Creating Tech City

Our Future Digital Economy: If You Build It, Will They Come?

18:30-19:30, 24th October 2011, Imperial College Business School

Blog by Sherry Morris and Andrew Fletcher

The second of four Tech City Talks, hosted by Imperial College Business School and the Guardian’s Tech Weekly team focused on whether Government intervention in Tech City / Silicon Roundabout have been beneficial, and how it fits with other clusters and interventions.

Asked if Tech City was simply a brand to attract investment or whether the Government wants to invest in companies on the ground, Eric Pickles, secretary of state for communities and local government, made it clear direct government investment in companies would be the ‘kiss of death.’ He wants to see Tech City as a means for cities to join up globally.

He summarised one approach being used to support the development of clusters: enterprise zones. By using key interventions such as tax incentives, access to superfast broadband and local development orders, start up companies can get the push they need to develop and grow. The development orders being key to prevent the zones simply being used by companies to transfer existing jobs around the country. When asked to define what Tech City is, he pointed to three of four thriving sites around London where ‘techies’ and start-up companies can gather and feed off each other to develop new products, ideas and services.

Alex Deschamps-Sonsino, founder and CEO of Designswarm and co-founder of Tinker London and part of the Really Interesting Group, picked out other factors that led to the rise of Tech City, with the single biggest factor aiding growth being the expansion of the East London line. She also stressed the importance of small companies co-existing with large companies and providing support to help them develop. But the support needed in a company of 1-10 employees is radically different from that needed for 100 employees, even though both are classed as SMEs. She wants specific, targeted support for these ‘micro-companies’, so they, too, can get off the ground and grow, rather than be left to struggle along on their own.

Eric Van Der Kleij, CEO of Tech City Investment Organisation, argued that Silicon Roundabout is thriving since the spotlight was thrown on it by government a year ago, citing growth from 200 to 500 start-ups. Activities such as Silicon Milk Roundabout also clearly demonstrate the paid opportunities that these start-ups are generating for graduates. However, Alex pointed to the difficulties in measurement because of the difficulty in distinguishing what is a tech business, what is a creative business or what is something else.

Regardless of the numbers in the clusters, Tara Solesbury, a digital media and creative industries consultant, drawing on experiences from Wired Sussex, pointed out the importance of the clusters occurring naturally and within the local community. In her experience, only clusters that formed organically thrived, the rest died out.  She welcomed the development of more ‘tech cities’ around the country.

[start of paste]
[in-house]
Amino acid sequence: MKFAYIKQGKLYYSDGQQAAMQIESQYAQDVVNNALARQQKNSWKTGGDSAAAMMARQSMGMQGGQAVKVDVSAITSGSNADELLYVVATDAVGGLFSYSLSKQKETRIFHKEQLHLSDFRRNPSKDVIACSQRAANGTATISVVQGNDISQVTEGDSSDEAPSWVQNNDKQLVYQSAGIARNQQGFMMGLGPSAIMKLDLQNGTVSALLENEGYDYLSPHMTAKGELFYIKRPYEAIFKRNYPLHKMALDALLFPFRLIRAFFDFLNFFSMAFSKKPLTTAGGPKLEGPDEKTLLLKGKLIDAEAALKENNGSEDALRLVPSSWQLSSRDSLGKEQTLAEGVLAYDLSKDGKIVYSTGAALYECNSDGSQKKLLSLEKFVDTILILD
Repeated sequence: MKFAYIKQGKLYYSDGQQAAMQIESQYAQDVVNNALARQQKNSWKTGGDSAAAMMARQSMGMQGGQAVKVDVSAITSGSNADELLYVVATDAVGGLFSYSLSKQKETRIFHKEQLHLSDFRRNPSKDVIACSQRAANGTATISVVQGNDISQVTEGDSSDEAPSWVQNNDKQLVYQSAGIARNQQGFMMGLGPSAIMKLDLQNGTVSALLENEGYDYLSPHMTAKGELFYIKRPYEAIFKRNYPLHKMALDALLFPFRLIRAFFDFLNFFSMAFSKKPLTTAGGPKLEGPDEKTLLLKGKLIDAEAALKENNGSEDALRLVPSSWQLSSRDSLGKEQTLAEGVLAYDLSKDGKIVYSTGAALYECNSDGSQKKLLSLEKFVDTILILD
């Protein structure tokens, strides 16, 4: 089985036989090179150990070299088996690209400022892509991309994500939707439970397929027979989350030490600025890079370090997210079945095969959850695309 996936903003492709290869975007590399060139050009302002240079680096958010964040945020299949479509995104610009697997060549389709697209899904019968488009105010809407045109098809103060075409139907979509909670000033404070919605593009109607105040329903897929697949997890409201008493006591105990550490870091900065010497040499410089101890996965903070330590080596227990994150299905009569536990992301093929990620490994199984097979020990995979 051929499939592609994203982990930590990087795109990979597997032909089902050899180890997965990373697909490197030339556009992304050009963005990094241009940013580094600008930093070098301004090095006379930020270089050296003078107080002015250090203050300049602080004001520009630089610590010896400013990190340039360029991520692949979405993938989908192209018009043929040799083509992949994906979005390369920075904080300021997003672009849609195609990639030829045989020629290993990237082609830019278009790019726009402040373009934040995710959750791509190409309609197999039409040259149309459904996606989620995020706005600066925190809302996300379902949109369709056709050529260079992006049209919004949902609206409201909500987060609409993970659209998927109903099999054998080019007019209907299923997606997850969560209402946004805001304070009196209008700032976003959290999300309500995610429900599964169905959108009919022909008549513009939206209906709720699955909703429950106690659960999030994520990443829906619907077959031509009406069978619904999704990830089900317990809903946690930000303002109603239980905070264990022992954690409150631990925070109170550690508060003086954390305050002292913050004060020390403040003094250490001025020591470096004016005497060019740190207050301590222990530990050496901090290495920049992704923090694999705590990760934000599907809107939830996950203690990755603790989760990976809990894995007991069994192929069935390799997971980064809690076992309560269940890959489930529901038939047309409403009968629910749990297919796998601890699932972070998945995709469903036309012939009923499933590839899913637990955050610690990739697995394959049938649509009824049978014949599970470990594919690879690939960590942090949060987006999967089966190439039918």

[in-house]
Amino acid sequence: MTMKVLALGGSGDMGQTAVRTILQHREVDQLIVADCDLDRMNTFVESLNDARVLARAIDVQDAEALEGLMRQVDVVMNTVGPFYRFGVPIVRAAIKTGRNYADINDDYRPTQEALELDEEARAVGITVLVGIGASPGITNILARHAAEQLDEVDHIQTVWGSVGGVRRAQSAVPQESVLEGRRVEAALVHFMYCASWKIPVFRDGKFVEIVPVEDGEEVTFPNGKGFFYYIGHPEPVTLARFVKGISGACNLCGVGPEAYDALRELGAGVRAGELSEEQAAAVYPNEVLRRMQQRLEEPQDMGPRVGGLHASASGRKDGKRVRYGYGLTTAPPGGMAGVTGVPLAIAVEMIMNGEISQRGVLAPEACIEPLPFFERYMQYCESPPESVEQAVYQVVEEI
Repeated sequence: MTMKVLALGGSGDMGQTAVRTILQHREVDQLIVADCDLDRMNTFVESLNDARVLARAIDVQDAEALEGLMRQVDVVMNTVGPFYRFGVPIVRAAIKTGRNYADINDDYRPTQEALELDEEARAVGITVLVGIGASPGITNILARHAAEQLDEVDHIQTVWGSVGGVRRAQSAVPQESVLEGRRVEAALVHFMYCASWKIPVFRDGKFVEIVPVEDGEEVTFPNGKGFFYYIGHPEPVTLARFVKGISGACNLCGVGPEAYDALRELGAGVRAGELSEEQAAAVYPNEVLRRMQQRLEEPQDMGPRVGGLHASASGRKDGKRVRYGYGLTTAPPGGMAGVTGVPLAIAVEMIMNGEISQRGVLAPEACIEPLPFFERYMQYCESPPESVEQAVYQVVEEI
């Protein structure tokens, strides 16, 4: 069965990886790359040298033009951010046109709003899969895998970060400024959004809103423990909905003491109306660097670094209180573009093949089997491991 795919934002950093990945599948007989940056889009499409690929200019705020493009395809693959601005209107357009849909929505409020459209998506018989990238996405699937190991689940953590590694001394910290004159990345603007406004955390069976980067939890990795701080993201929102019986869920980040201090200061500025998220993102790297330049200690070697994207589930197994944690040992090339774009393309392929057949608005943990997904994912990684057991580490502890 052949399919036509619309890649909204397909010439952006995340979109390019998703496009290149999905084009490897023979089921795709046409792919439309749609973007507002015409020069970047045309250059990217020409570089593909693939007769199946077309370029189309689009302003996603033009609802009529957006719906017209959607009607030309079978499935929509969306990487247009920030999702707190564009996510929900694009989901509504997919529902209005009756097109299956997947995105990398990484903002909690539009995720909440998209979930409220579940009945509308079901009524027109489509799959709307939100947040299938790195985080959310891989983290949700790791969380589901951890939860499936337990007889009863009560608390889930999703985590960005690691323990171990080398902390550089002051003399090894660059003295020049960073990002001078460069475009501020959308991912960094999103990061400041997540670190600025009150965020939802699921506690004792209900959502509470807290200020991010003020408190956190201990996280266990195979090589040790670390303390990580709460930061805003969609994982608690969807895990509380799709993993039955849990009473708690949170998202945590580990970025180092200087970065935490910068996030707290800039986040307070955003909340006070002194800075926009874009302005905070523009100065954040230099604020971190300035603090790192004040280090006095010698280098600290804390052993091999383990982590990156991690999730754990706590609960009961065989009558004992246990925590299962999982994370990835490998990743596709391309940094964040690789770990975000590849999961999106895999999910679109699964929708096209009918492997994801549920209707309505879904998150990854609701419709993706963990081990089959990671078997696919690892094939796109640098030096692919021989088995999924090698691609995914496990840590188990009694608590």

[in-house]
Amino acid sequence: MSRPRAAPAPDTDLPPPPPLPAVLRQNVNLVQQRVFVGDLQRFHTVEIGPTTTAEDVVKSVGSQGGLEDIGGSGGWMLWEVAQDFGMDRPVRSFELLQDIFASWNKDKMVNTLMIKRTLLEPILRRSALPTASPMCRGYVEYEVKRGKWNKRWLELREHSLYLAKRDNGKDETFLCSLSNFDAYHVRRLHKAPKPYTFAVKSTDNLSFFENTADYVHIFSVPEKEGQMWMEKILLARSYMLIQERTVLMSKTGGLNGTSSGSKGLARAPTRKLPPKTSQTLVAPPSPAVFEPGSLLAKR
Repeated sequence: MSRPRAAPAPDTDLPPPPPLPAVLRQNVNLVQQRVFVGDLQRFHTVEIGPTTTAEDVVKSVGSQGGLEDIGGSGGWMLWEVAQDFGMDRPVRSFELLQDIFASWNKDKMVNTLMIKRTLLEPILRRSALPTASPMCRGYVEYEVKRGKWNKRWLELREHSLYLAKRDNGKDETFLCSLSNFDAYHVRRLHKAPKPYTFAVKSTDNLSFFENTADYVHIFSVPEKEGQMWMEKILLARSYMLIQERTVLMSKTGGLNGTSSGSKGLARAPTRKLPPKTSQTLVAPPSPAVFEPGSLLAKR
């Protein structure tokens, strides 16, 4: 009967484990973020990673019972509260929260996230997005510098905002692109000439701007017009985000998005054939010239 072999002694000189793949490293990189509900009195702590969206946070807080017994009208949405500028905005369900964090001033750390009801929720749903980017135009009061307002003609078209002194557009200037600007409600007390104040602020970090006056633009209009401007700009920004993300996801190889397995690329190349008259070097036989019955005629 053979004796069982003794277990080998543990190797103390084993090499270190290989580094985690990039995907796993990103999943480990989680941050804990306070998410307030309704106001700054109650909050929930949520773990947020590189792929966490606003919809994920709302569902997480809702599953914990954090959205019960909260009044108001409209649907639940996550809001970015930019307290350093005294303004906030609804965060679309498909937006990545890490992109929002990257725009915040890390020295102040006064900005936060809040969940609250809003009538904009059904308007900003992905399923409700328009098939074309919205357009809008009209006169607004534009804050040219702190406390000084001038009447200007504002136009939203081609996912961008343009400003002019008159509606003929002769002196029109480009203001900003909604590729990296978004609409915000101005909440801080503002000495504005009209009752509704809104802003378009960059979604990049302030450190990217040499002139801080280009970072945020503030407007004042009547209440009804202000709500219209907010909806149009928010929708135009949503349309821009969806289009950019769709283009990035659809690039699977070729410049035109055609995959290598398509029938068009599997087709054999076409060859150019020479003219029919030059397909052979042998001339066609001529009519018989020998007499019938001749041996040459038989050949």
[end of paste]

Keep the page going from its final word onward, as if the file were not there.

It was suggested that perhaps with all these numerous start-ups clusters we are in the midst of a new bubble. But Elizabeth Varley, CEO of Tech Hub, argued ‘no.’ The resurgence of tech and entrepreneurship in London is not a bubble, causing ill-considered investment in businesses, but a genuine increase in the considered investment in companies. Austere times are causing this resurgence of entrepreneurial activity, and a change of mentality to ‘if you don’t have a job, make yourself one.’

Asked if there was a need to focus on cities, rather than ‘Tech Rural’ Alex argued that being located remotely is possible, but inevitably travel will be required as the business grows and engages with larger communities. For a small percentage of businesses, clients remain local, but the majority need to set off and expand.

A recurring theme from Eric Pickles was the need for government to avoid meddling wherever possible and helping to create the right environments, through mechanisms such as enterprise zones, rather than using regulation. His hope is that these thriving clusters link up and work together not just within the UK, but worldwide, emphasising the part that cloud computing can play in helping individual clusters to collectively grow into something much bigger, outweighing the importance of the ‘vibe’ in any one particular area. In Tech City we are embodying the ‘build it and they will come attitude’

The series of talks continue next Monday at Imperial College Business School. For more information and to register:

You can listen to the podcast of this week’s event here.

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